A difficult employee states that he is quitting and walks out the door. Problem solved? Or just beginning? Recent cases illustrate that it’s hard to know when an employee has really quit, at least in the eyes of the courts. And it can be expensive when you get it wrong.
Taking Cues from the Previous Pattern of the Employment Relationship
In Haftbaradaran v. St. Hubertus Estate Winery Ltd. (PDF) at first glance it appeared clear the employee quit. After a dispute, the employee placed his keys on his boss’ desk, shook his hand and wished him luck with his business. He gathered his personal effects and walked out. Despite this, the BC Supreme Court disagreed with the employer’s conclusion that Haftbaradaran had quit.
The Court ruled that the employee’s conduct must be judged against the parties’ past pattern of conduct and a reasonable interpretation of the situation. In this case, the employer knew Haftbaradaran to be hypersensitive and “emotionally labile”. He was prone to tears and other emotional outbursts. He had previously pulled a similar stunt – placing his keys on the employer’s desk and daring the employer to fire him. Based on this past pattern and the employer’s knowledge of Haftbaradaran’s dramatic tactics, the Court found that a reasonable observer would not have viewed the outburst as an unequivocal resignation.
Rather, the employer’s follow-up email to Haftbaradaran, in which it assumed the employment relationship had ended and left him no room to negotiate, was found to be a termination. Despite an employment relationship of only 23 months, the Court found the employer liable for 8 months of pay in lieu of notice. This was based largely on Haftbaradaran’s difficulties in finding work and his highly specific job field. What’s more, the employer was also liable for $2,000 worth of counselling sessions Haftbaradaran needed to recover from his depression!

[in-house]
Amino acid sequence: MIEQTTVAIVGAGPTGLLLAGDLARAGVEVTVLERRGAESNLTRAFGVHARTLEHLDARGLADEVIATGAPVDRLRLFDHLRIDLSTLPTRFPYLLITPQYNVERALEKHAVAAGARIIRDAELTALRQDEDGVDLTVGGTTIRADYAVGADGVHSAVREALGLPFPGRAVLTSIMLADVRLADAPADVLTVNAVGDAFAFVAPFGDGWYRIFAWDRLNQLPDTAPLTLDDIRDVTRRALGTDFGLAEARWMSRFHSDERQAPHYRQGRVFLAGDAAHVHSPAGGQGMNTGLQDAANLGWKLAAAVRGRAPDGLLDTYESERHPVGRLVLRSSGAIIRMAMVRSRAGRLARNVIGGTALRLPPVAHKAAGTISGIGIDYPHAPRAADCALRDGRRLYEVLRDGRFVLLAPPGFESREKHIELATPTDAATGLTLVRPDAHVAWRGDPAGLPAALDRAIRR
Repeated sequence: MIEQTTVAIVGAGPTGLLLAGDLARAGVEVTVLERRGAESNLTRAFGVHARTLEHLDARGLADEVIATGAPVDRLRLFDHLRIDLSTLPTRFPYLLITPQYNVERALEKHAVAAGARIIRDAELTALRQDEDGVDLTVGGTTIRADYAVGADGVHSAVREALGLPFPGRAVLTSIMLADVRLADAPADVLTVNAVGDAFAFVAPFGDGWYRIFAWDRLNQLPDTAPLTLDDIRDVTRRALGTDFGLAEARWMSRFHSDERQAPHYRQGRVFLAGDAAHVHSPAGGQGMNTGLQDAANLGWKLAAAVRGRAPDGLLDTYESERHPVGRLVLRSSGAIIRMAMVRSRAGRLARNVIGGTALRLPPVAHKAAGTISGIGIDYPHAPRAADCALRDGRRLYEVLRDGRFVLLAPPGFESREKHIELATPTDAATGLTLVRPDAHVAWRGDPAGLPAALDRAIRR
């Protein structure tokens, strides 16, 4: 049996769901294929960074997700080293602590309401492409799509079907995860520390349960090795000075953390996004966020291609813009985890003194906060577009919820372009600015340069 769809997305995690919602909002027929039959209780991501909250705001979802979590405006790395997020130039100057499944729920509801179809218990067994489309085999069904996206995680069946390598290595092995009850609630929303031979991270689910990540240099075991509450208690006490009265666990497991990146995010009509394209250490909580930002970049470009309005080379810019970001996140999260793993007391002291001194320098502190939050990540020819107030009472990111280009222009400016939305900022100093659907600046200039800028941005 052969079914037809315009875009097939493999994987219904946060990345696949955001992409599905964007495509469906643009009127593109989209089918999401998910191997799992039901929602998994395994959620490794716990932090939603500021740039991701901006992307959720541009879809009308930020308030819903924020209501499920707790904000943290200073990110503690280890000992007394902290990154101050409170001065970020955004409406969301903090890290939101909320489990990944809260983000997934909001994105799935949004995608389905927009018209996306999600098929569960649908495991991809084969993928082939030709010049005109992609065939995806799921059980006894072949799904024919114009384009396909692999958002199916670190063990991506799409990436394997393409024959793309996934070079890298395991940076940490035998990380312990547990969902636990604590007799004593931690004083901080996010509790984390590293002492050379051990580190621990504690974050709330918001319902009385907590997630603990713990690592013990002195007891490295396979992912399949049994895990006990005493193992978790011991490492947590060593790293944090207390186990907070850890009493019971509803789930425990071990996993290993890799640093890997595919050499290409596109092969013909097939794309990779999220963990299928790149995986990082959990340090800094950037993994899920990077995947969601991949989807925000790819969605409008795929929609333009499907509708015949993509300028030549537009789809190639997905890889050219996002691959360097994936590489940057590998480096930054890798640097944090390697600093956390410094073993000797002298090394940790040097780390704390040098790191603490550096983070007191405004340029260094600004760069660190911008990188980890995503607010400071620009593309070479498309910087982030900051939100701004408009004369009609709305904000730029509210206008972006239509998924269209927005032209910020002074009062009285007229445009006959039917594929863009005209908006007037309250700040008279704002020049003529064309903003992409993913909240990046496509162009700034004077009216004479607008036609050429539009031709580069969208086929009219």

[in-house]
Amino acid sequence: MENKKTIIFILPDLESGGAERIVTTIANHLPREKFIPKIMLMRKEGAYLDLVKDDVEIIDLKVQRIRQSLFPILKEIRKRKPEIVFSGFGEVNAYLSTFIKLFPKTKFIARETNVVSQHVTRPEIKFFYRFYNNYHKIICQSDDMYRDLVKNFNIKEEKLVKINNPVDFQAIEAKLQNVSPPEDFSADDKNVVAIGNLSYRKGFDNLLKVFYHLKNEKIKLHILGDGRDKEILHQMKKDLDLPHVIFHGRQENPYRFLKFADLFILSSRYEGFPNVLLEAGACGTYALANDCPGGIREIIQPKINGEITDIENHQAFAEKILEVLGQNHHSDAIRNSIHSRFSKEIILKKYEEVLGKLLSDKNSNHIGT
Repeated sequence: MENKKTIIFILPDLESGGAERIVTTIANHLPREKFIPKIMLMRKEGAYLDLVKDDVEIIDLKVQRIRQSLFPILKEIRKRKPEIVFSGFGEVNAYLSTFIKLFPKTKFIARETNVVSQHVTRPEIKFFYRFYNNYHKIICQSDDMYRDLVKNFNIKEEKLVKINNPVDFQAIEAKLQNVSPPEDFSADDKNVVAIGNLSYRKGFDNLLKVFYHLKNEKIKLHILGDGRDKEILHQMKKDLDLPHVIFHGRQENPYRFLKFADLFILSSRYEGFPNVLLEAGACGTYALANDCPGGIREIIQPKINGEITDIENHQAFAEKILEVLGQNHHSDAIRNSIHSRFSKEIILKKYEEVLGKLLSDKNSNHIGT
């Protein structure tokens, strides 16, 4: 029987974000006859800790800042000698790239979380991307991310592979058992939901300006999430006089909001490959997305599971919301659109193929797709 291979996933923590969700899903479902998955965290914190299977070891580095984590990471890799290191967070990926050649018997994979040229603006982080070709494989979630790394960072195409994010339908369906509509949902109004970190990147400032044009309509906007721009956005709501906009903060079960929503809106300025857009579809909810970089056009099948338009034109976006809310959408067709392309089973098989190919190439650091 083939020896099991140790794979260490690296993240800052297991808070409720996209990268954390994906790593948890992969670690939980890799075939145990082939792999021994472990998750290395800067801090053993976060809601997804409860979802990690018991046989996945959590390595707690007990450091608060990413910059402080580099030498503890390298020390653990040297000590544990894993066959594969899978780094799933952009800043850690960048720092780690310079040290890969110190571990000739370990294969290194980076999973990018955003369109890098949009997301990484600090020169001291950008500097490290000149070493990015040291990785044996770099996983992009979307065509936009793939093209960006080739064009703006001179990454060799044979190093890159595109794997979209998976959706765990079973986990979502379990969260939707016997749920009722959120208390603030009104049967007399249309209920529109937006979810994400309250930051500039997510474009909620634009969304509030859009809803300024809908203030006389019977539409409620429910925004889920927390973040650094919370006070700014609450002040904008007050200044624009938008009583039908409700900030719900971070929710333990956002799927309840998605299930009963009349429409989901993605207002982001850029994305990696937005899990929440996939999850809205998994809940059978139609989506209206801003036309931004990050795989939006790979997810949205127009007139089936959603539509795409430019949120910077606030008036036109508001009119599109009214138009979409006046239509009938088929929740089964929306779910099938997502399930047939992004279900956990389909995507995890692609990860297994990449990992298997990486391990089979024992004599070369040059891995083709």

Taking Cues from the Manner and Timing of a ‘Resignation’
The case of Balogun v. Deloitte & Touche LLP (PDF) is another BC case where the court disagreed with the employer’s conclusion that an employee resigned.
Balogun thought he deserved a raise. His employer disagreed. Rather, Balogun was asked to address specific concerns with his work. He responded that no one else was capable of evaluating his work. When his boss asked Balogun what this meant for the future, he replied, “I’m out of here.” He left the meeting and the workplace, and went on a scheduled vacation. The employer concluded that his statement was a resignation and issued the appropriate papers.
The Court found that the Balogun’s conduct and statement did not amount to a “clear and unequivocal” resignation, as required by law. Given Balogun’s impending vacation, the employer had a duty to clarify his intent. It failed to do so. Thus, it bore responsibility for terminating the employment relationship.
Impact for Employers
While the courts in British Columbia may be more “employee friendly” than some others in Canada, these decisions serve to emphasize how important it is for an employer anywhere in Canada to clarify voluntary resignations with employees in all situations. Even in scenarios where the resignation seems unambiguous, as in Haftbaradaran, Canadian courts will consider things like the parties’ previous pattern of dealings and the timing of the resignation. It is a prudent employment practice to always confirm a voluntary resignation with the employee, preferably in writing, before officially terminating the employment relationship.